# Thread: definite integral typing help

1. ## definite integral typing help

how would i type $\int$ and include the "from x=1 to x=3" in a definite integral problem

2. Originally Posted by Jim Marnell
how would i type $\int$ and include the "from x=1 to x=3" in a definite integral problem
$\int_{x=1}^{x=3}$

Click on the image to see the code.

3. Originally Posted by Jim Marnell
how would i type $\int$ and include the "from x=1 to x=3" in a definite integral problem
I know you have your answer, but as I like proper spacing and you are asking about the code for integrals, I feel like noting:

In between the integrand and the $dx,$ you should add a \, to get the appropriate spacing.

Code:
\int_a^bf(x)\,dx
gives

$\int_a^bf(x)\,dx$

which looks nicer than

$\int_a^bf(x)dx$

(especially for iterated integrals).

4. i like to use "~" instead of "\," or "\;" ...but i think this has all been discussed before...

5. Originally Posted by Reckoner
I know you have your answer, but as I like proper spacing and you are asking about the code for integrals, I feel like noting:

In between the integrand and the $dx,$ you should add a \, to get the appropriate spacing.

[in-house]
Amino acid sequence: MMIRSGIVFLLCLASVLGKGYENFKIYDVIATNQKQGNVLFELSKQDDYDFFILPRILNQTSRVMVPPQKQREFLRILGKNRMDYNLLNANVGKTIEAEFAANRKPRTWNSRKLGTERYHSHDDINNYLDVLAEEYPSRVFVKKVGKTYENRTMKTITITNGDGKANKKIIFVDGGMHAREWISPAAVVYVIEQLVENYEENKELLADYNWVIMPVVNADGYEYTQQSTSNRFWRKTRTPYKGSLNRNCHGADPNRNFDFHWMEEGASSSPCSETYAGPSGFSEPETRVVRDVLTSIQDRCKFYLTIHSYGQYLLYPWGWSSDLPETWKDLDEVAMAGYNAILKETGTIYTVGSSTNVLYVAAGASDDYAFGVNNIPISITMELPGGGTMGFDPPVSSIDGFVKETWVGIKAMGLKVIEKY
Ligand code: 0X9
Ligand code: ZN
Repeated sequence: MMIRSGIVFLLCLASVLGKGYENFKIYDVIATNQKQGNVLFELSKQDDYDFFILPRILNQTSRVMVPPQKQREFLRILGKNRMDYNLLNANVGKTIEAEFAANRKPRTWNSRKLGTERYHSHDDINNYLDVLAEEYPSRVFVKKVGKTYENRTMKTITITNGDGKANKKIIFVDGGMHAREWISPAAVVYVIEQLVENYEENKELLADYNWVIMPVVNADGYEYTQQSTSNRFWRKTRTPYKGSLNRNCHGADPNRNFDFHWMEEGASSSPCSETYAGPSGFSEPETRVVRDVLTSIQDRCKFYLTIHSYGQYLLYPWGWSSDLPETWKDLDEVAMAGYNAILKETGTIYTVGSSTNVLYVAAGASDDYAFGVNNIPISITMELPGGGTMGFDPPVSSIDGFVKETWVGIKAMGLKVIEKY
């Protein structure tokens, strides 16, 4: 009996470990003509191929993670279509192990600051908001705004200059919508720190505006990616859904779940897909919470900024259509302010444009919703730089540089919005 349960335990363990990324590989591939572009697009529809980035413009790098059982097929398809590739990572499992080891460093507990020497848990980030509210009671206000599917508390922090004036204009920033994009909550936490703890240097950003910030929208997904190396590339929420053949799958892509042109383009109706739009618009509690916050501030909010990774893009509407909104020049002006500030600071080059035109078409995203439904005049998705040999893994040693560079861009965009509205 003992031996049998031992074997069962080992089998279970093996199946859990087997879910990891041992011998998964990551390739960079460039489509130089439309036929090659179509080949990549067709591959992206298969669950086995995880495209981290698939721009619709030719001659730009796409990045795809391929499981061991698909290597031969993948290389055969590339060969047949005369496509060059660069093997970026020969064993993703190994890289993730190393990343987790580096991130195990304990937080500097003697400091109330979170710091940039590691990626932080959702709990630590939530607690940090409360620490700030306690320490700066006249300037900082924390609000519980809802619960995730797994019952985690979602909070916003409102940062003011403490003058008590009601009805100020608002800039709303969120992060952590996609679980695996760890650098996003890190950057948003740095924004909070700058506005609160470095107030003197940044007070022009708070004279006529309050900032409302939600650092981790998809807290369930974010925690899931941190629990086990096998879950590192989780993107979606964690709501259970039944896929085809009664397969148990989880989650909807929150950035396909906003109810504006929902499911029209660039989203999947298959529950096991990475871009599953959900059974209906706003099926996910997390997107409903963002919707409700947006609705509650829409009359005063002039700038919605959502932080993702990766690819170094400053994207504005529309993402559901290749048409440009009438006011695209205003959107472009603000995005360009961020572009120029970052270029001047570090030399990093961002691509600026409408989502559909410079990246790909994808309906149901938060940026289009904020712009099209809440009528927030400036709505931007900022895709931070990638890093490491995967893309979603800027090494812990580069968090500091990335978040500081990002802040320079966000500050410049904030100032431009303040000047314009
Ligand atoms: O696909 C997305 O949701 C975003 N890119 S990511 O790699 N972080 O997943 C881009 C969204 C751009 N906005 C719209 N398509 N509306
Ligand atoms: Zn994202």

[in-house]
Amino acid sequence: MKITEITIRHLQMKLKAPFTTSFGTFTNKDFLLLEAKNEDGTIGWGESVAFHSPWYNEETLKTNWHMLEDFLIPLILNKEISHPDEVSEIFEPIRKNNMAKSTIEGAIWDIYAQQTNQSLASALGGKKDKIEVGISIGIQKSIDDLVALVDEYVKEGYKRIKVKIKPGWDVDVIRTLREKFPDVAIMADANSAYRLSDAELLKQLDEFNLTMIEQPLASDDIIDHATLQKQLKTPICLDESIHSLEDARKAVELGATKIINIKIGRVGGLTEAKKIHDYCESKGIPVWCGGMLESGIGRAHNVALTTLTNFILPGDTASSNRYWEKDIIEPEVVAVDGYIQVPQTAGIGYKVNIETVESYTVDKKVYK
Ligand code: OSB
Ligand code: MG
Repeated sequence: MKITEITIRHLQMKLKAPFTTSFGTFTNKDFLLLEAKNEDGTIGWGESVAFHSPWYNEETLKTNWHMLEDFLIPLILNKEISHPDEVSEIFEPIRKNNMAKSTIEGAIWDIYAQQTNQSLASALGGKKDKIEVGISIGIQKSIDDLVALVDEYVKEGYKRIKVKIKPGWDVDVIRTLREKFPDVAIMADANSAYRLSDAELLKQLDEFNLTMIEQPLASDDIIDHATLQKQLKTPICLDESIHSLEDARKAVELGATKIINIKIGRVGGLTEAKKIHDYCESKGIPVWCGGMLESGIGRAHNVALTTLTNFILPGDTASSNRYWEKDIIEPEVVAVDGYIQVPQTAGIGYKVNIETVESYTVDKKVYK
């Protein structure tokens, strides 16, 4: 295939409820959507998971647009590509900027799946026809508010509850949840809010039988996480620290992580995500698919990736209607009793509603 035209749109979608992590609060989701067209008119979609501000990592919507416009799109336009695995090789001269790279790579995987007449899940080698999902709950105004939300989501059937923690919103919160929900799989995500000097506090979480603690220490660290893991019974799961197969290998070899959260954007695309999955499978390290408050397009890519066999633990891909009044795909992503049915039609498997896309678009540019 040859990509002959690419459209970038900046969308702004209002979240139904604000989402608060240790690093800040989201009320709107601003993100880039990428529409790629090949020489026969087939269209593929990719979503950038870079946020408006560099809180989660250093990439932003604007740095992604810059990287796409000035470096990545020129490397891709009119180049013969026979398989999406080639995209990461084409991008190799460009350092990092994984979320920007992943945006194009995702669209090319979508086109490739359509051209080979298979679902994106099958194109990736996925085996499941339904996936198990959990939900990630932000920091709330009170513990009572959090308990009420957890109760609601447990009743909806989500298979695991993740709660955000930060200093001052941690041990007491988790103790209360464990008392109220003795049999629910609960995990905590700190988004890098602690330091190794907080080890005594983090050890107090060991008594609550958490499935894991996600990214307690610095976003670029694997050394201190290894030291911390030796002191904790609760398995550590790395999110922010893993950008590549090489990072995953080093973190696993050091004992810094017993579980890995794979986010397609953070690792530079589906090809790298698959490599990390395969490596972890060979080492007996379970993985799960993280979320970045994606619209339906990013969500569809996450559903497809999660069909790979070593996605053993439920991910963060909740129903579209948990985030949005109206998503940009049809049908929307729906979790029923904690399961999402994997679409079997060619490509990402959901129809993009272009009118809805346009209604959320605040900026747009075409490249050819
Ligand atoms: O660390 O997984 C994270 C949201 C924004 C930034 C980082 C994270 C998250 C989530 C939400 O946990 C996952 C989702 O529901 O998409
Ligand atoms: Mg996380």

Code:
\int_a^bf(x)\,dx
gives

$\int_a^bf(x)\,dx$

which looks nicer than

$\int_a^bf(x)dx$

(especially for iterated integrals).
does adding a \, always produce a little extra white space? are there common instances where doing this creates a problem or error message? i am just learning latex but i notice that a lot of times things get squished together. i like a cleaner look too.

6. Originally Posted by da kid
does adding a \, always produce a little extra white space? are there common instances where doing this creates a problem or error message? i am just learning latex but i notice that a lot of times things get squished together. i like a cleaner look too.
TeX provides four spacing commands for use in math mode. they are \, (thin space), \: (medium space), \; (thick space) and \! (negative thin space). On the whole, TeX and LaTeX are pretty good at getting the spacing correct, but there are some occasions where you need to use the spacing commands to improve the appearance of a formula. One of these is the thin space before dx in an integral. Another one that I often use is a negative space (or two) after the integral sign. I think that $\int\!\!f(x)\,dx$ looks better than $\int f(x)\,dx$.